Global music trade fair set to rock on in Cannes

19th January 2006, Comments 0 comments

CANNES, France, Jan 19, 2006 (AFP) - From tiny portable music players to Walkman-style mobile phones, online record stores and iPod-friendly clothing, the digital music revolution is booming, with the piracy-battered music industry desperate to cash in on the action.

CANNES, France, Jan 19, 2006 (AFP) - From tiny portable music players to Walkman-style mobile phones, online record stores and iPod-friendly clothing, the digital music revolution is booming, with the piracy-battered music industry desperate to cash in on the action.

New figures released on Thursday showed that last year global digital music sales tripled to 1.1 billion dollars from 380 million dollars in 2004.

So a sense of urgency and high expectations will be in the air when MIDEM, the world's most influential music trade fair opens here in this small French Riviera resort town on Sunday celebrating its 40th anniversary.

Some 9,500 key players from the music, mobile telephone, video game and Internet industries are due to jet in for the five-day show.

But the industry has still to turn the corner and optimism triggered by the latest figures could be tempered by this week's plunge on the Tokyo stock market after a scandal at one of Japan's top Internet companies, raising memories of the not-so-distant past when the dot.com bubble burst.

The latest figures released by the global recording industry body, the IFPI, show that piracy is on the wane as music fans increasingly buy their favourite tracks from legal, online sites.

Mobile phones are also proving to be a popular way of downloading, storing and enjoying music, the report showed.

More than 60 million portable digital music players flew off the shelves last year, the IFPI reported.

Nokia, the world's leading mobile handset maker, sold over 40 million of its brand new music-capable phones and some 420 million single music tracks were downloaded from the Internet in 2005, 20 times more than two years ago.

"Two years ago, few could have predicted the extraordinary developments we are seeing in the digital music business today," noted IFPI chairman and CEO John Kennedy. "And there will be further significant growth in 2006 as the digital music market continues to take shape."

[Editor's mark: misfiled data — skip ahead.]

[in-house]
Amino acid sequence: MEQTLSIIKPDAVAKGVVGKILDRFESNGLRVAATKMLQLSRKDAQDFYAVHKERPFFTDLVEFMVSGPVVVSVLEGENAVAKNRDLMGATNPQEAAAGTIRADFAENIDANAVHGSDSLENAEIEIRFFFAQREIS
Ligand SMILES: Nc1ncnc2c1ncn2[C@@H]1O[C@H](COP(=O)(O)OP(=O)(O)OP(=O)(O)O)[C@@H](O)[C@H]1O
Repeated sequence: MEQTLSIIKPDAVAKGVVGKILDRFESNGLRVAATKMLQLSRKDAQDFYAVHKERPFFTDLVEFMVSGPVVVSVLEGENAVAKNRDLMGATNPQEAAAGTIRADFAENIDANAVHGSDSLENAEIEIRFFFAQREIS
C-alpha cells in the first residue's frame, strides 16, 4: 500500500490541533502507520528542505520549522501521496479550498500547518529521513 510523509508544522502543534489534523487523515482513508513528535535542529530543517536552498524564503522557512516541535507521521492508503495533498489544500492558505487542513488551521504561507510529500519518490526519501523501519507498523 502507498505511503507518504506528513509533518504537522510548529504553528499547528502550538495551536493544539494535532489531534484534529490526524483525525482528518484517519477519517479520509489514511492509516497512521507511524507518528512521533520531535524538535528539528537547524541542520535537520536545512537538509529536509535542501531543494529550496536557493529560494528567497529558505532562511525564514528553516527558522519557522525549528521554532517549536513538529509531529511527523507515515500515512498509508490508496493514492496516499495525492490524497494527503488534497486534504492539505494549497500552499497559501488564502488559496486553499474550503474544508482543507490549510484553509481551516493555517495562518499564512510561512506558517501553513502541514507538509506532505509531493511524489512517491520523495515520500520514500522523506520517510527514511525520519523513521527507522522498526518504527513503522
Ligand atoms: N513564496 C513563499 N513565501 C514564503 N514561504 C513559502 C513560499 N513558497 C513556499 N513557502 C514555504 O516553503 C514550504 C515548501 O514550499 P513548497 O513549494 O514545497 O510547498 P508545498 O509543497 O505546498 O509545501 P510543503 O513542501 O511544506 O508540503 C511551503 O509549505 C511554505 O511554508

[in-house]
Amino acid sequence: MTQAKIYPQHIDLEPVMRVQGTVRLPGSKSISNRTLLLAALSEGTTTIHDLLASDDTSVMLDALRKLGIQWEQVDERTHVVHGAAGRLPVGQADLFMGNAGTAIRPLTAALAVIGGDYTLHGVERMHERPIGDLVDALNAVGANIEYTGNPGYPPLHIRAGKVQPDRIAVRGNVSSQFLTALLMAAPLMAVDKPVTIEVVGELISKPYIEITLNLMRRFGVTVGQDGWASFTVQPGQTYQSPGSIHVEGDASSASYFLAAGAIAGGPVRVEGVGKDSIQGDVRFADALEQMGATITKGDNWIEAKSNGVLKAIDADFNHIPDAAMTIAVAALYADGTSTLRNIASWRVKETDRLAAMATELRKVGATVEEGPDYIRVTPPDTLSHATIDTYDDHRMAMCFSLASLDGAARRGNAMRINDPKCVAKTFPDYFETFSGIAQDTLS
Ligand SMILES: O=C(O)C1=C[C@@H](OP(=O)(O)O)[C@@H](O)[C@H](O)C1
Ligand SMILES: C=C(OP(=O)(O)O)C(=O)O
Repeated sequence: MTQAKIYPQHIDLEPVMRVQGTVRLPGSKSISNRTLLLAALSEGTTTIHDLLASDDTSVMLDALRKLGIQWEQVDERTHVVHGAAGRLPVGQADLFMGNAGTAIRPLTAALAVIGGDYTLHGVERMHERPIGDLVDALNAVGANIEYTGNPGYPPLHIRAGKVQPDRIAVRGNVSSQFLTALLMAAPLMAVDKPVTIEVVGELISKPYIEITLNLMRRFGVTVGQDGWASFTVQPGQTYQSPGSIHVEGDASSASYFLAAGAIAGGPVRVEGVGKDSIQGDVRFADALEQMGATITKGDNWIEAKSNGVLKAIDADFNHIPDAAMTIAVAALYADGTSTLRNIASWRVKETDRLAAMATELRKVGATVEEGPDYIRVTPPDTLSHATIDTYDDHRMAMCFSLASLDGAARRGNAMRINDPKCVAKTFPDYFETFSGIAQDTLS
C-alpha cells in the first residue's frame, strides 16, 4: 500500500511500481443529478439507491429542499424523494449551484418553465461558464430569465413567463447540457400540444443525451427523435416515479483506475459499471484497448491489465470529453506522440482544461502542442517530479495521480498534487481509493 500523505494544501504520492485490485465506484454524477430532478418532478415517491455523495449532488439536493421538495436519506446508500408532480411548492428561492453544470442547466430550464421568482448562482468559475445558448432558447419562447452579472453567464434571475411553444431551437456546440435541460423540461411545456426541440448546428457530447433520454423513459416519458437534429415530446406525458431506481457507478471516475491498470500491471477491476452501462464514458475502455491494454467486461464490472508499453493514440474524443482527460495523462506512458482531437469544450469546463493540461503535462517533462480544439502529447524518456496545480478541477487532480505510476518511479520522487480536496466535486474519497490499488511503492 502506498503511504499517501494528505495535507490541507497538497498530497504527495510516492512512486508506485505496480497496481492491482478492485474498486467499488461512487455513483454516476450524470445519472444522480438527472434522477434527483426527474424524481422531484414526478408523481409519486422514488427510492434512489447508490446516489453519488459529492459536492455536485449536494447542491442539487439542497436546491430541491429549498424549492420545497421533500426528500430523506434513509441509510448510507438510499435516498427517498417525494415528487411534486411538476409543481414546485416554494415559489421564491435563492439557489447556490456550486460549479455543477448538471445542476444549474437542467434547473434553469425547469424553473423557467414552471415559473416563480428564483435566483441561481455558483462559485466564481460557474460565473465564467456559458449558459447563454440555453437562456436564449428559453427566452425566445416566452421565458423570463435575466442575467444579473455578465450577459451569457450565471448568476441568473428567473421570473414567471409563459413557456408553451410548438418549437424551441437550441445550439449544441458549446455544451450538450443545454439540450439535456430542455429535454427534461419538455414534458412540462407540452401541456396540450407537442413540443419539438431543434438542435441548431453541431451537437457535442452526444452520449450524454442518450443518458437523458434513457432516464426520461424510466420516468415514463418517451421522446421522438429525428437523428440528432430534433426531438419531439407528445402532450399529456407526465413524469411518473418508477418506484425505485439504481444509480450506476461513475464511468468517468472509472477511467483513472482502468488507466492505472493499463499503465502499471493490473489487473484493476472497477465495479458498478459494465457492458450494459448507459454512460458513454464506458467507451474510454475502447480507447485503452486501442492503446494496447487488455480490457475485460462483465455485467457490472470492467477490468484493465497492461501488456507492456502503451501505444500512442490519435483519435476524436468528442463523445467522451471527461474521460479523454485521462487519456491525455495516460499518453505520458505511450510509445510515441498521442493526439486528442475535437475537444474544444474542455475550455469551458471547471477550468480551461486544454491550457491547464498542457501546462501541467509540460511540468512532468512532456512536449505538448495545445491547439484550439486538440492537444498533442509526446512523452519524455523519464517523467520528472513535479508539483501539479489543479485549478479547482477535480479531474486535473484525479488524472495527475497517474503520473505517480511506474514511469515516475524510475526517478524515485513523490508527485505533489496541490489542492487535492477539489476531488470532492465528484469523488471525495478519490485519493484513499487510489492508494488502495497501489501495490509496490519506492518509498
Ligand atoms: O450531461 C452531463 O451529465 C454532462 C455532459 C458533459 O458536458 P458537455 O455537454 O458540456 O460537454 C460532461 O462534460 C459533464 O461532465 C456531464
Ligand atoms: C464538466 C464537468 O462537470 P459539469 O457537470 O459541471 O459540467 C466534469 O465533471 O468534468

But while the tide looks to be finally turning for the beleaguered record industry, it will be another year or two before it emerges from the crisis generated by widespread piracy, Dominique Leguern, director of the fair's organiser Reed MIDEM, told AFP.

"The expansion in digital music is providing us with more and more new ways to add value for consumers, artists and an ever-growing circle of business partners and brands," said Alain Levy, chairman and CEO of music giant EMI. "Now we — the music industry, retailers and technology companies — must work together to maximise this unique opportunity."

The revolution that is transforming the music scene with the arrival of a plethora of new digital platforms is starting to generate big bucks but it has also turned the traditional business upside down.

"All of this has happened in a very short space of time," Leguern said, adding that, "the industry needs firstly to understand these changes and then adapt to them."

Many of the world's music and new technology leaders flying in for the show will take part in two days of packed brainstorming MidemNet sessions tackling the latest digital developments.

The MidemNet new technology conferences, traditionally held on the Saturday before the official MIDEM opening, have been extended by an extra day because of the huge interest, Leguern said.

This year's MIDEM also promises to be big on the live music side. More than 70 bands and artists will help celebrate MIDEM's 40th year, kicking off on Saturday with a glittering line-up of A-list pop stars jetting in for the annual French NRJ music awards.

Celebs due in town include US chart-topper 50 Cent who will share the stage with British-born pop idols Coldplay and singer-songwriter James Blunt, hip-hop masters Black Eyed Peas and French rock legend Johnny Hallyday.

Some 92 countries will be represented at this MIDEM, and while Europe and North American exhibitors will again dominate the year, Asian companies will also be out in force.

Japan will be the tenth largest exhibiting country, while countries represented for the first time include Sri Lanka, the Palestinian Authority and Kenya.

Copyright AFP

Subject: French news

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